Lash extensions should only be applied by a professional. Because the lash industry is so poorly regulated you will need to do research to help you decide. You most likely would not just walk in, sit down and have your hair cut or colored without first consulting with the hair stylist, so why would you do that with your lash stylist? You also would not go to someone who was not licensed to do hair or someone who trained themselves to color or cut. So again, why would you do that with your eyelash extensions?
When choosing a salon or lash artist, you might also do it in the same way that you select a hair salon or hair stylist or colorist. You research the salon, check out their website, see photos of their work, get a consultation, make sure they are licensed and properly trained, find out how long they have been in the business and find out what products they use. You might also go by word of mouth or get a referral from a friend or family member. Look at before and after photos, read reviews on Yelp and Google and ask questions.
Again, you get what you pay for, so make sure you are not basing your decision solely on the price because it is inexpensive. Never take chances when it comes to the work that is being done around your eyes. Be certain that you have chosen someone who is certified, qualified, experienced and licensed in your state if you are in a state that requires it. You can get an easy to follow checklist and contact info to find out if your lash person is qualified to do extensions from our book. Get it NOW by taking our fun quiz here.
Lash artists are just that… artists. Just like hairstylists, some are good in the industry and others are, well, not so good. Research their reputation, their style, and technique. It takes time to get good at anything… practice makes perfect and lashes are no exception. It takes a solid 2 years to become a skilled lash artist and even longer to master it. This profession requires extreme precision, an artistic eye, a steady hand, someone who is meticulous… this is not a business that a lash artist can build overnight. It takes about a year or longer to build a lash business and have a client base that will allow the lash artist to at least break even.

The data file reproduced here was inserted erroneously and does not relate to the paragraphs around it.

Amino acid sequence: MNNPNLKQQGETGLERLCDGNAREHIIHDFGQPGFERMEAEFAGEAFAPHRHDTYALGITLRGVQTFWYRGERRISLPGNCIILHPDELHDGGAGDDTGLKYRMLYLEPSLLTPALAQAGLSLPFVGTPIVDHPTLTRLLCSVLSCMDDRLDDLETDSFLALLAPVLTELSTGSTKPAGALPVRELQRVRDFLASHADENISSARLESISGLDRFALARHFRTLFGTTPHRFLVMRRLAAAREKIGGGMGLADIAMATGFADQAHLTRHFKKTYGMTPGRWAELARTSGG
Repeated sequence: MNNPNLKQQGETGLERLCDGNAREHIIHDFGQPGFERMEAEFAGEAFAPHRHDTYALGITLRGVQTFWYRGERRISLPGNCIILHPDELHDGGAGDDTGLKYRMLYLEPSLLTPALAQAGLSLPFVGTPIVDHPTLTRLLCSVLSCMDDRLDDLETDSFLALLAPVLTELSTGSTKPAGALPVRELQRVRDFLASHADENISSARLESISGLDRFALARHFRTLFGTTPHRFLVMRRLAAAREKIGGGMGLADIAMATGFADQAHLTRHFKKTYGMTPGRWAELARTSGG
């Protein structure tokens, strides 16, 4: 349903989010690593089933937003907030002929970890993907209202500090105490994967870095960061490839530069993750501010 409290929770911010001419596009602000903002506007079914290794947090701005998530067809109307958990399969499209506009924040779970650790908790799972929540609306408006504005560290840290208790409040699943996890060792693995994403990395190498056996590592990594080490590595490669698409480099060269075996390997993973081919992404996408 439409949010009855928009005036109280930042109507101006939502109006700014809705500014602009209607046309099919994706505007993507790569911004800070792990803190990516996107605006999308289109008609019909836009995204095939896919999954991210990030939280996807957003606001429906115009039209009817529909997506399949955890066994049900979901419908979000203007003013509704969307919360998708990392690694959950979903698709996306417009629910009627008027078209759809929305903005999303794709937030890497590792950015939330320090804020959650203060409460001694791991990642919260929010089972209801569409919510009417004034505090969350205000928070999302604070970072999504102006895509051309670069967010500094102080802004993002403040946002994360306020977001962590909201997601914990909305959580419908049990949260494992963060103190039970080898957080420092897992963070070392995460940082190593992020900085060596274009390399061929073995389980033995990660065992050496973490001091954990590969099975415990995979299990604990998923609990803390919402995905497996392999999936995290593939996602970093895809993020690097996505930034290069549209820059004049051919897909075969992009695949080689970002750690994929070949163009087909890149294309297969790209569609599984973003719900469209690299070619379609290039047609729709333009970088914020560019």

Finally, cleanliness is a virtue. Ask yourself these questions after visiting your lash artist.
The answer is no if …
You are allergic to cyanoacrylate (an ingredient found in adhesives). Reactions can be very superficial to severe. If you are allergic to tape, latex, silicone, anything related or if your eyes are hypersensitive, then probably not, consult with your lash stylist if you are not sure. If you pick at or play with your lashes, or have seasonal allergies then you should not get extensions. It is best to wait until your allergies have cleared up before getting them applied. Seasonal allergies can cause your extensions to fall off prematurely and eyelash extensions can collect the allergens and hold on to them causing you more irritation.
You have any back problems or any medical conditions that might interfere with lying flat on your back for 2 hours. There is no way for the artist to apply lashes in any other position other than for you to be flat on your back.
You have any eye problems, eye infections, recent surgeries of any kind, then you must wait until you are fully healed prior to having extensions applied. For any other medical conditions, or if you are pregnant or nursing, then you will need to get your physician’s consent prior to getting eyelash extensions. Most physicians are fine with having eyelash extensions applied during your pregnancy, however, it is important that you consult with your physician first.
You have had eyelash extensions in the past and had any reactions to the adhesive, eye pads, tape or any other products, then you would need to have a thorough consultation with your lash artist prior to making an appointment. In some cases, what may have seemed to be a reaction to the adhesive could have been caused by the cleanser or eye pads and your lash artist can help you determine the exact cause and can adjust the procedure to determine if it was something else or use a different adhesive. Sylvia has found that clients that have been sensitive to adhesive in the past have had good results with using over-the-counter Claritin and Pepcid AC before and after having their lashes done. Both medications target histamine receptors H1 and H2.
You have seasonal allergies, cry a lot, have oily eyelids, participate in hot yoga, play with your lashes, wear excessive eye makeup, not consistent about removing eye makeup, swim a lot, use eye drops or have watery eyes, sleep on your face, etc.
You are not able to commit to a bi-monthly fill.
Otherwise, you are a candidate. 🙂